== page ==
One senior collection manager, speaking on the condition of anonymity but with permission from the NSA, said “we are getting vast volumes” of location data from around the world by tapping into the cables that connect mobile networks globally and that serve U.S. cellphones as well as foreign ones. Additionally, data are often collected from the tens of millions of Americans who travel abroad with their cellphones every year.

A subsequent Post article notes that the NSA is also "using commercially gathered information to help it locate mobile devices around the world, the documents show," explaining, "many smartphone apps running on iPhones and Android devices, and the Apple and Google operating systems themselves, track the location of each device, often without a clear warning to the phone's owner." Back in October, we also found out that the NSA had "once tested whether it could track Americans' cell phone locations," and that in doing so, the secretive agency even acquired some "samples" of location data, which it may still have.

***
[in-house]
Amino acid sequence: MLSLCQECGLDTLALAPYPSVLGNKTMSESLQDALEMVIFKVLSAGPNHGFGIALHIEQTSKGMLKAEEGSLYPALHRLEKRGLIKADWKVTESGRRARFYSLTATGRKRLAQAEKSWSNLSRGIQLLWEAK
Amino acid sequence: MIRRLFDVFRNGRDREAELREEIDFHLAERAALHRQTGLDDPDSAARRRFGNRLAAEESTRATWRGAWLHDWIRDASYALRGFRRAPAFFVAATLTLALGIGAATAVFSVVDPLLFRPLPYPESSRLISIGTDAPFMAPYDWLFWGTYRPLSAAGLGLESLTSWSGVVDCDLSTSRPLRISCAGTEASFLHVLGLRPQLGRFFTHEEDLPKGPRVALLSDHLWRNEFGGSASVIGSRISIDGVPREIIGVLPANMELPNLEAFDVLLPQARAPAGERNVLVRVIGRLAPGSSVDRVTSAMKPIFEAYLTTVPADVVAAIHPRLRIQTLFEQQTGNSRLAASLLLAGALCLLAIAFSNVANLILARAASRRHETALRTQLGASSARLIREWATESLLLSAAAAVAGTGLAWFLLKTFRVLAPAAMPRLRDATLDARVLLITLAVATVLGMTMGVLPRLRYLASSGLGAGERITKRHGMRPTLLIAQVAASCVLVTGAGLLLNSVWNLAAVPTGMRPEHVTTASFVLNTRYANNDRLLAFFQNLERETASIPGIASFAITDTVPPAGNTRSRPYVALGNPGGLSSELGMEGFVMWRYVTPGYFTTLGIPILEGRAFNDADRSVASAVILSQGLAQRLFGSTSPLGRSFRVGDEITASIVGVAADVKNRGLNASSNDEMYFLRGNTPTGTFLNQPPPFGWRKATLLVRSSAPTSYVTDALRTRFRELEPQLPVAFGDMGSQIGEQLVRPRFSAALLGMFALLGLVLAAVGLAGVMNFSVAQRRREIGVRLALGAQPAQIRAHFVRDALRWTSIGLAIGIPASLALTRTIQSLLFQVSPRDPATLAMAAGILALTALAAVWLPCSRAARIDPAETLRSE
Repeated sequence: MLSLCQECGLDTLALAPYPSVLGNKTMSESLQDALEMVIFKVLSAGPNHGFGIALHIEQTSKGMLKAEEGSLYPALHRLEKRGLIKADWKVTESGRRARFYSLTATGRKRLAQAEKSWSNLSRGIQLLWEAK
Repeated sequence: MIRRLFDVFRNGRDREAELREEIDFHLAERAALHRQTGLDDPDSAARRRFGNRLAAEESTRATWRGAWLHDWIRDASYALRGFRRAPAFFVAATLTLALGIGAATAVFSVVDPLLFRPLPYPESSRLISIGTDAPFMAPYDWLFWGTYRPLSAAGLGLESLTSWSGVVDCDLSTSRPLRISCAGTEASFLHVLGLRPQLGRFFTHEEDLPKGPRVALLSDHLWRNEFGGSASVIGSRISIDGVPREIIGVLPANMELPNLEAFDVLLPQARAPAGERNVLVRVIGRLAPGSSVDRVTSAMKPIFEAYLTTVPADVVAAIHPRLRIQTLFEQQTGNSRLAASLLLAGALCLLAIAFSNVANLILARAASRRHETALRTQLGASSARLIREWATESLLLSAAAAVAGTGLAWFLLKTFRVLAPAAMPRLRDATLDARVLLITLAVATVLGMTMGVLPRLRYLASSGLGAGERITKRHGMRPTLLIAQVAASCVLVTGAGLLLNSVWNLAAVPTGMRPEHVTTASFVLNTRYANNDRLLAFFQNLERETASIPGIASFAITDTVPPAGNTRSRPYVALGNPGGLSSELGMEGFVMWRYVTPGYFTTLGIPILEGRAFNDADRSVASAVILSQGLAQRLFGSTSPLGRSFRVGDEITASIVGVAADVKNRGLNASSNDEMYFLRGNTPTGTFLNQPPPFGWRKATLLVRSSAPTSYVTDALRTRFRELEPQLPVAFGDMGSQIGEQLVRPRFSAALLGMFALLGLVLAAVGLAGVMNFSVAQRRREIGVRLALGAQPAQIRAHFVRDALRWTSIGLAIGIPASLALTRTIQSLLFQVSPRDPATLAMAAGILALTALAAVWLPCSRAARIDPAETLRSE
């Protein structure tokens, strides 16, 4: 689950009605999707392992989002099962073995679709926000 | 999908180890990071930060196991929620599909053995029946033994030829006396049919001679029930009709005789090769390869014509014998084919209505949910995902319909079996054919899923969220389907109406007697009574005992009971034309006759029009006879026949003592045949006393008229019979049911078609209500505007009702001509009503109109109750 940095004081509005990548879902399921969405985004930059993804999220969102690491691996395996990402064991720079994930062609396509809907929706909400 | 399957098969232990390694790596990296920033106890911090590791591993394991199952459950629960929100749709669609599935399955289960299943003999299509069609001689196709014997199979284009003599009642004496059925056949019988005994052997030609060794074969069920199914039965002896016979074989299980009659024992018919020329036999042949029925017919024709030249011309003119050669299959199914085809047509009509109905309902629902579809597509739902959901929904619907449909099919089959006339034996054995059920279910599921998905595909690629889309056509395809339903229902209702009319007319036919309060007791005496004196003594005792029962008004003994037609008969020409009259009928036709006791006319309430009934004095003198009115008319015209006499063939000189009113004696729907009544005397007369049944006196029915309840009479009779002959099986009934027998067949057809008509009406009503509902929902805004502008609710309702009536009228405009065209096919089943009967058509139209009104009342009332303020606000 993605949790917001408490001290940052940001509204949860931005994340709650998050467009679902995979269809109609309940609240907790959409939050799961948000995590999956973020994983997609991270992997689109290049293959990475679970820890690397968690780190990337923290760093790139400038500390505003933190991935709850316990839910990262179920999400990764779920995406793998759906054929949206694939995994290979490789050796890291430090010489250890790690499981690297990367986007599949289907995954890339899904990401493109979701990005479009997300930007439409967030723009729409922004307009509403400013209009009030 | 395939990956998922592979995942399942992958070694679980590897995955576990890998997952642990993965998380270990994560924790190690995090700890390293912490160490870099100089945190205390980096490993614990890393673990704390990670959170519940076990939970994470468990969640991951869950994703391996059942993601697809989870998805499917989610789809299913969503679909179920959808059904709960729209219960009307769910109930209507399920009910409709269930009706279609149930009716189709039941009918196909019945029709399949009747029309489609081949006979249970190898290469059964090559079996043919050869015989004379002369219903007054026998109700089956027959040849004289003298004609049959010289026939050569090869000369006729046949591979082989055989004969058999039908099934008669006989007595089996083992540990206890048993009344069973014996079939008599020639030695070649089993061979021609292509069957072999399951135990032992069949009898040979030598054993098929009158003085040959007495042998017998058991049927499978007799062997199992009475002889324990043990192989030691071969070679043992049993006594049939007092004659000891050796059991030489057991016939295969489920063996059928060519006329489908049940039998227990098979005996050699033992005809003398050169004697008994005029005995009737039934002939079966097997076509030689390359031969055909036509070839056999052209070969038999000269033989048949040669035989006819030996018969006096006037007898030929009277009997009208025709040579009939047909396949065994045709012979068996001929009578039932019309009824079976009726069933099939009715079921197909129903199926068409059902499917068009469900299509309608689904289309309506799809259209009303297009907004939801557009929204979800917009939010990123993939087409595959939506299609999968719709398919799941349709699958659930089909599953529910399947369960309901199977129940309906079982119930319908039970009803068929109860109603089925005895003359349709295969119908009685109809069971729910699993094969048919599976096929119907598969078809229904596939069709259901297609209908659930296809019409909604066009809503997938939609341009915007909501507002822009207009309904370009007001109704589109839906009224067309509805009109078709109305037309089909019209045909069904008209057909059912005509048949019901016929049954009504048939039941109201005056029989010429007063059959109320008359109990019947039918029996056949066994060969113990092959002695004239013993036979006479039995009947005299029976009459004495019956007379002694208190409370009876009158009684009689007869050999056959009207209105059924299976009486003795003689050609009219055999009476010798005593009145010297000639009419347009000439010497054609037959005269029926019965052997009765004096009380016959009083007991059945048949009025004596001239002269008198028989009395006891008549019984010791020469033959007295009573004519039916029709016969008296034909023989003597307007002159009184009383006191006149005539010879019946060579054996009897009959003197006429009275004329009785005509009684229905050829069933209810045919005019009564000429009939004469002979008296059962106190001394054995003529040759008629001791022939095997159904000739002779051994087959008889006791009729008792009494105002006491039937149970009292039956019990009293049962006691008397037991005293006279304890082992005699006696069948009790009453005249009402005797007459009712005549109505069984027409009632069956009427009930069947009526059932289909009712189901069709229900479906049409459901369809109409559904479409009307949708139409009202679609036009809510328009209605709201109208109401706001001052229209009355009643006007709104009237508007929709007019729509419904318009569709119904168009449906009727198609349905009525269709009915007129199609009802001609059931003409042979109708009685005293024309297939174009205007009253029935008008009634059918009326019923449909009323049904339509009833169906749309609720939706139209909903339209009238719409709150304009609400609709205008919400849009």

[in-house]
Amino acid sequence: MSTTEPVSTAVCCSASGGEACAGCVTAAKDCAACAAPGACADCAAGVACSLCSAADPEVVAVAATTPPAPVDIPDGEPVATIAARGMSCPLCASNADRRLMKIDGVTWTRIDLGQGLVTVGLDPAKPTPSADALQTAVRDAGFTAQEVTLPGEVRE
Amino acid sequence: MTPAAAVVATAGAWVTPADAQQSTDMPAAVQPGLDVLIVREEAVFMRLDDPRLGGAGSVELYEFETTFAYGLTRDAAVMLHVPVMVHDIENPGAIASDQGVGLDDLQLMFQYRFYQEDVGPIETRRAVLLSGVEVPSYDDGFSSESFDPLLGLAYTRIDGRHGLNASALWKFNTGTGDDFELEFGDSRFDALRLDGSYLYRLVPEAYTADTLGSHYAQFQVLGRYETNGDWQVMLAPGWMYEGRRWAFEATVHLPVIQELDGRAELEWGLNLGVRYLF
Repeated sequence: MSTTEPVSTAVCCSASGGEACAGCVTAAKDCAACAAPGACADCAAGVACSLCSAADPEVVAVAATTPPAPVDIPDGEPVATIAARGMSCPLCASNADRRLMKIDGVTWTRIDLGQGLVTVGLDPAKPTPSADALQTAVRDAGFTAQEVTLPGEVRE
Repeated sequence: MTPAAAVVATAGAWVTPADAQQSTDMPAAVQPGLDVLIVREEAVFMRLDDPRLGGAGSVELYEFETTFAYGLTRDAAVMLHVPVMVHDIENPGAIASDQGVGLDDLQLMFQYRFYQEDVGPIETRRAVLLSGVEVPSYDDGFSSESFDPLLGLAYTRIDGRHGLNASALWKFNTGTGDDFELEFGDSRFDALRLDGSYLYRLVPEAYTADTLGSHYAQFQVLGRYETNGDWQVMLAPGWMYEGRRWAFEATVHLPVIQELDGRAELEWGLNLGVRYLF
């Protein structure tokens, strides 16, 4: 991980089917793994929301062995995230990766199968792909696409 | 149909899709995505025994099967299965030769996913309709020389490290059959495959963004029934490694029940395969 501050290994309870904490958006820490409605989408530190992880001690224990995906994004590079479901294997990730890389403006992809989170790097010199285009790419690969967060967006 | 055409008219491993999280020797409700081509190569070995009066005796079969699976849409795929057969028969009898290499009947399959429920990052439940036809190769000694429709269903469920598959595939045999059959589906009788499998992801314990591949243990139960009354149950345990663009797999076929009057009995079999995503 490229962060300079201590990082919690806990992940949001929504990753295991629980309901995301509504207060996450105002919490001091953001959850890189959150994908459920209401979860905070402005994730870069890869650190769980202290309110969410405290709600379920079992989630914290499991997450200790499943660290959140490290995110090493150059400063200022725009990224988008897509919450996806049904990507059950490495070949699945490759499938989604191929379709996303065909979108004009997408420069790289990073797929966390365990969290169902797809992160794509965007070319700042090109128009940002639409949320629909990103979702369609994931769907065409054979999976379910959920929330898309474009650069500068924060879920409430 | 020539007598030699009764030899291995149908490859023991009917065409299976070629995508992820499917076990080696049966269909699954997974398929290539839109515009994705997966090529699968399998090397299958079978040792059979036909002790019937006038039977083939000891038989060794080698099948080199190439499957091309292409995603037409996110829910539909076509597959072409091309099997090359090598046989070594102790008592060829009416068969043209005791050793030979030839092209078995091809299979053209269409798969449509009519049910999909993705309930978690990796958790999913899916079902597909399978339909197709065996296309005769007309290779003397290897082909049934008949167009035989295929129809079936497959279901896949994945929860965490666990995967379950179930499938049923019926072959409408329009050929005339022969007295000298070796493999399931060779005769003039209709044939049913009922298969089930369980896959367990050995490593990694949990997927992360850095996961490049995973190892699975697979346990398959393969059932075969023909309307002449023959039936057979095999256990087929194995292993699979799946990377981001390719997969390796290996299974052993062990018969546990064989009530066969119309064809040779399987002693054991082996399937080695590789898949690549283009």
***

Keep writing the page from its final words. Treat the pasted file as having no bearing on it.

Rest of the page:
Put simply, everyone who feared that the NSA collects location data on Americans was correct. But they didn't learn that back when they expressed those fears. 

Quite the contrary. On multiple occasions, Obama Administration officials spoke about the collection of cell-phone location data in ways that were often technically accurate but wildly deceptive. In so doing, they succeeded in confusing the surveillance debate and creating the inaccurate impression that location data wasn't being collected.

This is a review of their deceptions. 

Fooling the Wall Street Journal

One of the earliest successes at leading the public astray came in a June 16, 2013, Wall Street Journal article: